Depreciation is the accounting process of allocating the cost of tangible assets to expense in a systematic and rational manner to those periods expected to benefit from the use of the asset.
Factors Involved in the Depreciation Process
What depreciable base is to be used for the asset?
What is the asset’s useful life?
What method of cost apportionment is best for the asset?
Depreciable Base for the Asset
The base established for depreciation is a function of two factors: the original cost, and the salvage or disposal value. Salvage value is the estimated amount that the company will receive when it sell the asset or removes it from service. It is the amount to which the company writes down or depreciates the asset during its useful life.
An asset is purchased for $10,000. The company believes that it has a salvage value of $1,000.
Less: Salvage value
Methods of Depreciation
The accounting profession requires that the depreciation method employed be “systematic and rational.” The following are examples of depreciation methods:
Activity method (units of use or production)
Decreasing charge methods (accelerated):
The following information will be used to illustrate each of the above methods:
Stanley Coal Mines recently purchased an additional crane for digging purposes. Cost of crane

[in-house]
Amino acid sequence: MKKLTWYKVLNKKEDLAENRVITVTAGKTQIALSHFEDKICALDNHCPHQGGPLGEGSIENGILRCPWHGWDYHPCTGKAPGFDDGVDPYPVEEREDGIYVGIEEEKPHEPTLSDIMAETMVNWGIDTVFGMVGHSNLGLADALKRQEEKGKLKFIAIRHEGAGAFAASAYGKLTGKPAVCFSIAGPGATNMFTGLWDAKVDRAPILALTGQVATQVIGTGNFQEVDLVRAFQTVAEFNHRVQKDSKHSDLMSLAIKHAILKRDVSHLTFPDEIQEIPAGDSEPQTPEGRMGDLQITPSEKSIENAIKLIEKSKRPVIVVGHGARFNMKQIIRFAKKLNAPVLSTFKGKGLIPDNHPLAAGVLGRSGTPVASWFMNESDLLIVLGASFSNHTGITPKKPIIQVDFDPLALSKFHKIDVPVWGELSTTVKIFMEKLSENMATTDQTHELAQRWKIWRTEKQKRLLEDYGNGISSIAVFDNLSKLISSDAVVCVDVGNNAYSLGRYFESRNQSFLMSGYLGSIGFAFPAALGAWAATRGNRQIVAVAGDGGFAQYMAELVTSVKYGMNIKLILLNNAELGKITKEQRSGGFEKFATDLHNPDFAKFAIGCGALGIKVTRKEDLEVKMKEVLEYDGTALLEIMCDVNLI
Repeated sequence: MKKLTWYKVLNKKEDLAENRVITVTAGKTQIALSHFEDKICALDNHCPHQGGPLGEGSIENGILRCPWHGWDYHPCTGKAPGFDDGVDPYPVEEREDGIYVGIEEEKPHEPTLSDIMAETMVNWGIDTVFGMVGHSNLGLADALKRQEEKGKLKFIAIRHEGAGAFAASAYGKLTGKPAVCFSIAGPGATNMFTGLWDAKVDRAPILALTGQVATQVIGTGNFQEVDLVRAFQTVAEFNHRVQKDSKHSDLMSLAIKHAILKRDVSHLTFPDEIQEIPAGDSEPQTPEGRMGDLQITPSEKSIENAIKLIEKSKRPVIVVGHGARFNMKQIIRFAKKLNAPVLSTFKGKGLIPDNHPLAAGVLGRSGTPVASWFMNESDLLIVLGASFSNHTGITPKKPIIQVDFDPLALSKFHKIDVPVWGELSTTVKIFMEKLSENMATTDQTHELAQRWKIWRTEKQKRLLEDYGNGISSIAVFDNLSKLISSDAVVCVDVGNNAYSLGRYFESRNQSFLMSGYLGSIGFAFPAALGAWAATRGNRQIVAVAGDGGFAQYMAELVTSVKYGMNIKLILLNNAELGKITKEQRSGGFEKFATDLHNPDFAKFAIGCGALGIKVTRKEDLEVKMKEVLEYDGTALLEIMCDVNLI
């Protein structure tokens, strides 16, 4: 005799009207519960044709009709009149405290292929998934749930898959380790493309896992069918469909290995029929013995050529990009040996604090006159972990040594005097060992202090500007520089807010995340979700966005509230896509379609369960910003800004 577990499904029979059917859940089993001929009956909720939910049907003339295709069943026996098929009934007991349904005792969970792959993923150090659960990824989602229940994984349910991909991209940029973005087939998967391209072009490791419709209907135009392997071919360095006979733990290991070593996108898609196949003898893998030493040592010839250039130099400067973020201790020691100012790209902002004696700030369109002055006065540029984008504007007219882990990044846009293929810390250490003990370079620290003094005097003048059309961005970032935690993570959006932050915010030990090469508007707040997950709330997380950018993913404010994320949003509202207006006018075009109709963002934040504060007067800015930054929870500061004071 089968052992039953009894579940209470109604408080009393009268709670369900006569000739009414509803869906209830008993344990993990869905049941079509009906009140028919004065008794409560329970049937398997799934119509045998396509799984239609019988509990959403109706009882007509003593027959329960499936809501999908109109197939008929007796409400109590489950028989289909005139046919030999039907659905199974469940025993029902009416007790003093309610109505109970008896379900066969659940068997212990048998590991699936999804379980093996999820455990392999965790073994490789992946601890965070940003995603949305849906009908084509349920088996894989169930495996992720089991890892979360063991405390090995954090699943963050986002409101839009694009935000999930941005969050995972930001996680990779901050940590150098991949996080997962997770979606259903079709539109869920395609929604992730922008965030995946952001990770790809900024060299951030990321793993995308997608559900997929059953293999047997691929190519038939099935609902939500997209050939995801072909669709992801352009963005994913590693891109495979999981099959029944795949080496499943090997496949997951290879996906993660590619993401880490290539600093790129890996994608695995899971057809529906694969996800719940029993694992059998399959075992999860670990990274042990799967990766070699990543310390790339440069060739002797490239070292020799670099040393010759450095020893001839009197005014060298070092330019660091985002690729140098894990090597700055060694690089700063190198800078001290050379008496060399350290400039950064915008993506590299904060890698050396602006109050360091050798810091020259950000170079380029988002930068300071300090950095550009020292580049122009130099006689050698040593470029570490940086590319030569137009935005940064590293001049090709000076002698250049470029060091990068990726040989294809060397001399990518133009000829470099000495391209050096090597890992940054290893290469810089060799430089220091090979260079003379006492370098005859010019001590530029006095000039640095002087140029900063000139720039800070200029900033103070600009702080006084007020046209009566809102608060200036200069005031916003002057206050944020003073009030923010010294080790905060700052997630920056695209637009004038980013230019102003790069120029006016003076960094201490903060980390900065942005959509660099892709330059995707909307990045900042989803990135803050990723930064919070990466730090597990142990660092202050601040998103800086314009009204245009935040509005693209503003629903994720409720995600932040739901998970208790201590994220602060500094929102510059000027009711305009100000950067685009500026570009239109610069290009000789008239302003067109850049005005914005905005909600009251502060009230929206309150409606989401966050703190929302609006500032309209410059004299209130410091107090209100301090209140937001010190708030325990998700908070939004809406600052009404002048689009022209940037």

Estimated useful life
Estimated salvage value
Productive life in hours
The activity method (also called the variable-charge or units-of-production approach) assumes that depreciation is a function of use or productivity, instead of the passage of time. A company considers the life of the asset in terms of either the output if provides (units it produces), or an input measure such as number of hours it works.
The crane Stanley purchased poses no particular depreciation problem. Stanley can measure the usage (hours) relatively easily. If Stanley uses the crane for 4,000 hours the first year, the depreciation charge is: (Cost less salvage value) X hours this year
Total estimated hours
($500,000 - $50,000) X 4,000
The straight-line method considers depreciation a function of time rather than a function of usage. Companies widely use this method because of its simplicity. The straight-line procedure is often the most conceptually appropriate, too.
Stanley computes the depreciation charge for the crane as follows:
Cost less salvage
Estimated service life
The sum-of-the-years’-digits method results in a decreasing depreciation charge based on a decreasing fraction of depreciable cost (original cost less salvage value). Each fraction uses the sum of the years as a denominator (5+4+3+2+1=15). The numerator is the number of years of estimated life remaining as of the beginning of the year. In this method, the numerator decreases year by year, and the denominator remains constant. At the end of the useful life, the balance remaining should equal the salvage value.
Remaining life in years
Book Value, End of Year 1
For assets that have a long life span, the following formula can be used to determine the denominator:
For example, if an asset has a useful life of 51 years, you would calculate the denominator:
Remaining life in years
Book Value, End of Year...
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